(CNN)International and Iraqi forces continue their push against ISIS militants in Iraq and Syria.
The latest developments on the fight against ISIS
Here's a rundown of the latest developments, on and off the battlefield:
U.S. helicopter gunships supported Iraqi ground forces battling ISIS militants in al-Baghdadi, military sources said, an action that brings U.S. troops closer to combat. ISIS took control of the town earlier Friday.
The U.S. military also deployed Apache attack helicopters against an ISIS assault on the strategic Ayn al-Assad Air Base about 15 kilometers (9 miles) south of al-Baghdadi, sources said.
Iraqi ground forces killed those attackers and the Apaches safely returned to base without firing a shot, the source said.
ISIS militants took full control of the Iraqi town of Al-Baghdadi, west of Ramadi, early Friday, security officials told CNN, bringing them within a few miles of an air base housing U.S. military personnel.
Now they're closing in on the strategic Ayn al-Assad Air Base, only about 15 kilometers (9 miles) from Al-Baghdadi, the security officials said, and Iraqi forces there are calling for reinforcements.
A U.S. defense official told CNN that no evacuations have been planned from the base.
That western front is just one of many where ISIS forces are on the move.
CNN's Phil Black, in northern Iraq, said Friday that Kurdish Peshmerga fighters were starting to move from the north toward the city of Sinjar, held by ISIS since the summer.
An issue of a magazine published by ISIS claims that Hayat Boumeddiene, the widow of Paris kosher supermarket gunman Amedy Coulibaly, is in Syria.
After the attack on January 9, in which four people were killed, European authorities launched a search for Boumeddiene, who is suspected of having aided Coulibaly in plotting it.
The ISIS magazine includes a purported interview with Boumeddiene, but does not offer a photo of other evidence that she is indeed in Syria.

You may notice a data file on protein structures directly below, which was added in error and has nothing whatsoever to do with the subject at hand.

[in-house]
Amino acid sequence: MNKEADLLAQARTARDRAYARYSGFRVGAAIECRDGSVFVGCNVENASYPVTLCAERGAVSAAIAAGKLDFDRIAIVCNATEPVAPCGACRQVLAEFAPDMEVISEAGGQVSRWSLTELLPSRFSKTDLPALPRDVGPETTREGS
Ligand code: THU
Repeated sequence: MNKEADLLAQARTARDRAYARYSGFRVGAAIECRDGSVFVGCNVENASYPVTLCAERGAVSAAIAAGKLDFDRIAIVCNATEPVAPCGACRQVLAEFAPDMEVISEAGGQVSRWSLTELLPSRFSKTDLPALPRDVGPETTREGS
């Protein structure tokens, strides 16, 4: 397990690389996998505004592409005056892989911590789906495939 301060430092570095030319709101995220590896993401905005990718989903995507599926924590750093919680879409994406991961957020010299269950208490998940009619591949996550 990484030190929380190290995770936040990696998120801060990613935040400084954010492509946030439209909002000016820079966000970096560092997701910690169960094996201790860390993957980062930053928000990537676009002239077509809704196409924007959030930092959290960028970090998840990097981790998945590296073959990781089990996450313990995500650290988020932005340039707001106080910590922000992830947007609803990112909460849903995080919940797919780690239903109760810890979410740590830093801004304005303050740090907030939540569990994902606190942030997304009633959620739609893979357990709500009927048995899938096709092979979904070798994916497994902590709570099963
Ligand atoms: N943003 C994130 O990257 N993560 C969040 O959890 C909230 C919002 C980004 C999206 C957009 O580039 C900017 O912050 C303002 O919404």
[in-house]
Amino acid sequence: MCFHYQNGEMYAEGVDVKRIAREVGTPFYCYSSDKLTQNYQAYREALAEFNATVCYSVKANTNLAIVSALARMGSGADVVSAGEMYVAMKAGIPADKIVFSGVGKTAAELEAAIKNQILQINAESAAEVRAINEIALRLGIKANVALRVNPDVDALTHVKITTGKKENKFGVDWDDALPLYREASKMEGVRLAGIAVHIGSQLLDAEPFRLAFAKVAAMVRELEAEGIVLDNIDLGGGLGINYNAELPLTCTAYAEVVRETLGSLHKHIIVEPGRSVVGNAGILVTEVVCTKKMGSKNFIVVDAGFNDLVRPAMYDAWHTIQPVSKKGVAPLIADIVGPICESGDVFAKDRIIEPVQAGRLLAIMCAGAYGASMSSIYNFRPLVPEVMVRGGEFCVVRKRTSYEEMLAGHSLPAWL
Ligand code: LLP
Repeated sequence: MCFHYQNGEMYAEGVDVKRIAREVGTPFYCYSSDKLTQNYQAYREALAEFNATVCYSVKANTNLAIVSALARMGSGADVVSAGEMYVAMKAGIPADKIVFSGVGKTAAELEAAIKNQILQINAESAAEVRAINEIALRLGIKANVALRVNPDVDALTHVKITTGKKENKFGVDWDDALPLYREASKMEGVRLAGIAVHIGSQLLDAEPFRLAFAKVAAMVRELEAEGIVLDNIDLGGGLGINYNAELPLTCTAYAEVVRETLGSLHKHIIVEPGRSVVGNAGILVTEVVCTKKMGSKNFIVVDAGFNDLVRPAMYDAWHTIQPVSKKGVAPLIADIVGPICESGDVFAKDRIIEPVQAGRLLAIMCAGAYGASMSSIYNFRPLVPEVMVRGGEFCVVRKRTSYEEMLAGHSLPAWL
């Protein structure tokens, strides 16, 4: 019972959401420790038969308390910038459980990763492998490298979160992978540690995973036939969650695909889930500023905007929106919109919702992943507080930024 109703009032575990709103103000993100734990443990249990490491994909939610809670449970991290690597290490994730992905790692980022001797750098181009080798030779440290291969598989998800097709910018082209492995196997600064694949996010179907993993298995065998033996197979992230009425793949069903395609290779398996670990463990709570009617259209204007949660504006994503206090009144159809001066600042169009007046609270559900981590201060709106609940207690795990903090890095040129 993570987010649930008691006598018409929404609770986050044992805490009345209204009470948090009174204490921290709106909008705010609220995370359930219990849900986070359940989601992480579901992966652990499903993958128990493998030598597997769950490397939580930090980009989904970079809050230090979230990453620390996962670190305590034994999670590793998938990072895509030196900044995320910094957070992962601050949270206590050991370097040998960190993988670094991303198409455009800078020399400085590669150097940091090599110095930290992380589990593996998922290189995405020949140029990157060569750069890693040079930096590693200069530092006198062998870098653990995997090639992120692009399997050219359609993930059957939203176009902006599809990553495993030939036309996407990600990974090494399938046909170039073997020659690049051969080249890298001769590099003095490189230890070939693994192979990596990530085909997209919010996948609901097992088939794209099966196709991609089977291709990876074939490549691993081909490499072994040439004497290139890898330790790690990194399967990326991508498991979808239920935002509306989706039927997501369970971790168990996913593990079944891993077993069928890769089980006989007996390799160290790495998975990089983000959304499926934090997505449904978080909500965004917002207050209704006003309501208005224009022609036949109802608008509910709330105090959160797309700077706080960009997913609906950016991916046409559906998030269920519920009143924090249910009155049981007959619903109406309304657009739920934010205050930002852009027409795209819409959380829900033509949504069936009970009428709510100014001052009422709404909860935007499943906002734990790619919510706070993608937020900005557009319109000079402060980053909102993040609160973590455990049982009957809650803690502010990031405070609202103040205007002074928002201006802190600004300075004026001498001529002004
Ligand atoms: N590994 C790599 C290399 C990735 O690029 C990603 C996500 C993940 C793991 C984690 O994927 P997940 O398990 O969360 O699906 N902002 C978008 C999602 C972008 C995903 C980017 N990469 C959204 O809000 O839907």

Western investigators, however, have said they believe she crossed into Syria from Turkey around the time of the attacks.
President Barack Obama on Wednesday asked Congress to formally authorize the use of military force in the war against ISIS.
The President declared that congressional passage of the measure makes the U.S. "strongest" in the fight, and that while the mission is difficult, the terrorist group "is going to lose."
He said the bill includes authority for a "systemic and sustained campaign of airstrikes," support and training for forces on the ground and humanitarian assistance. Obama made it clear, however, that the authorization for the use of military force, or AUMF, does not call for the deployment of ground troops in Iraq or Syria.
It's the first time in 13 years that a U.S. president has sought this kind of authorization.
As Obama's war proposal is debated in Congress, one lawmaker is keying in on what he calls an omission.
The proposed authorization for the use of military force singles out several ethnic groups threatened by ISIS: Iraqi Christians, Yazidis and Turkmens, but says nothing about Jews.
Rep. Lee Zeldin, the only Jewish Republican member of Congress, is questioning whether Jews were deliberately not listed.
"I see an understanding, a recognition in the resolution with regards to ISIS attacks on Muslims, on Christians and others, and I didn't see a reference to Jews," Zeldin said. "And one of the efforts I've been involved in is trying to raise awareness for the rising tide of anti-Semitism."
A top U.S. counterterrorism official is warning that the number of foreign fighters joining the ranks of ISIS is growing at an alarming rate, and that scores of them are from the United States.
Nicholas Rasmussen, director of the National Counterterrorism Center, told the House Homeland Security Committee on Wednesday that more than 20,000 fighters from more than 90 countries have traveled to the ISIS battlefield.
Foreign fighters are traveling in greater numbers to Syria now than the number who went to the conflicts in Afghanistan, Pakistan, Iraq, Yemen or Somalia in the past two decades, Rasmussen said.
Of those fighters, an estimated 3,400 are believed to have come from Western countries, including more than 150 from the United States, officials say.
This week, the family of American hostage Kayla Mueller confirmed that she was dead. The family had kept news of her capture out of the media, and had been in contact with ISIS for some time trying to win her release. ISIS sent the family a private message over the weekend with information about her death.
Now, U.S. intelligence and government officials say Mueller possibly was paired with a male ISIS fighter during her captivity.
The officials, speaking on condition of anonymity, cited unspecified intelligence gleaned about the case. A U.S. intelligence official said it was unclear whether Mueller was sold or forced into the pairing.
Intelligence suggests Mueller may have been given to an ISIS fighter as a sort of bride, one U.S. government official said.
Most high-profile ISIS victims have come from a number of nations and backgrounds. One thing that unites them is that they were on a mission in Syria or Iraq -- to distribute aid, provide medical care, report on the situation, or to fight militarily.